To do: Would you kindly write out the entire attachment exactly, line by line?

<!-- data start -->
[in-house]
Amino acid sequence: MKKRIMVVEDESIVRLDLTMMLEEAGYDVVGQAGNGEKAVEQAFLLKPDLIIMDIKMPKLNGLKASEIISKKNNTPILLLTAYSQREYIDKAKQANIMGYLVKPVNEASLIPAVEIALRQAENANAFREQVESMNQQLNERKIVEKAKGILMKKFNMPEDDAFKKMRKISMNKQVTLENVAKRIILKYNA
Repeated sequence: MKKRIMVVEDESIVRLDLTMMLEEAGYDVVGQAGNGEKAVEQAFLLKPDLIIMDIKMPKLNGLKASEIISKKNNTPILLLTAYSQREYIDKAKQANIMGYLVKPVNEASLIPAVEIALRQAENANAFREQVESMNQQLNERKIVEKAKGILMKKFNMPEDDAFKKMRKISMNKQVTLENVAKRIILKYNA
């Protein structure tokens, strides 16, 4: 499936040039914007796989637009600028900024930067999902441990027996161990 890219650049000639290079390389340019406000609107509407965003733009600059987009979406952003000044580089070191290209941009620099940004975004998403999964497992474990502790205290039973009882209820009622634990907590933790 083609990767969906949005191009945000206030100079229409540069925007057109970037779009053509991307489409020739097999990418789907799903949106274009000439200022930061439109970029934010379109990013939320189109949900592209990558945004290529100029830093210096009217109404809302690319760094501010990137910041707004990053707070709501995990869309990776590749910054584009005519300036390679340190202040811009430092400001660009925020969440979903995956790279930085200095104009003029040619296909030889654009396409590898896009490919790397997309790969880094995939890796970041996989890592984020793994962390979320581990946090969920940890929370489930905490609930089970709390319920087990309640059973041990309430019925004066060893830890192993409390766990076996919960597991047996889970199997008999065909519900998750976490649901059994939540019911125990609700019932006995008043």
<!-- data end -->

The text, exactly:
[in-house]
Amino acid sequence: MKKRIMVVEDESIVRLDLTMMLEEAGYDVVGQAGNGEKAVEQAFLLKPDLIIMDIKMPKLNGLKASEIISKKNNTPILLLTAYSQREYIDKAKQANIMGYLVKPVNEASLIPAVEIALRQAENANAFREQVESMNQQLNERKIVEKAKGILMKKFNMPEDDAFKKMRKISMNKQVTLENVAKRIILKYNA
Repeated sequence: MKKRIMVVEDESIVRLDLTMMLEEAGYDVVGQAGNGEKAVEQAFLLKPDLIIMDIKMPKLNGLKASEIISKKNNTPILLLTAYSQREYIDKAKQANIMGYLVKPVNEASLIPAVEIALRQAENANAFREQVESMNQQLNERKIVEKAKGILMKKFNMPEDDAFKKMRKISMNKQVTLENVAKRIILKYNA
């Protein structure tokens, strides 16, 4: 499936040039914007796989637009600028900024930067999902441990027996161990 890219650049000639290079390389340019406000609107509407965003733009600059987009979406952003000044580089070191290209941009620099940004975004998403999964497992474990502790205290039973009882209820009622634990907590933790 083609990767969906949005191009945000206030100079229409540069925007057109970037779009053509991307489409020739097999990418789907799903949106274009000439200022930061439109970029934010379109990013939320189109949900592209990558945004290529100029830093210096009217109404809302690319760094501010990137910041707004990053707070709501995990869309990776590749910054584009005519300036390679340190202040811009430092400001660009925020969440979903995956790279930085200095104009003029040619296909030889654009396409590898896009490919790397997309790969880094995939890796970041996989890592984020793994962390979320581990946090969920940890929370489930905490609930089970709390319920087990309640059973041990309430019925004066060893830890192993409390766990076996919960597991047996889970199997008999065909519900998750976490649901059994939540019911125990609700019932006995008043």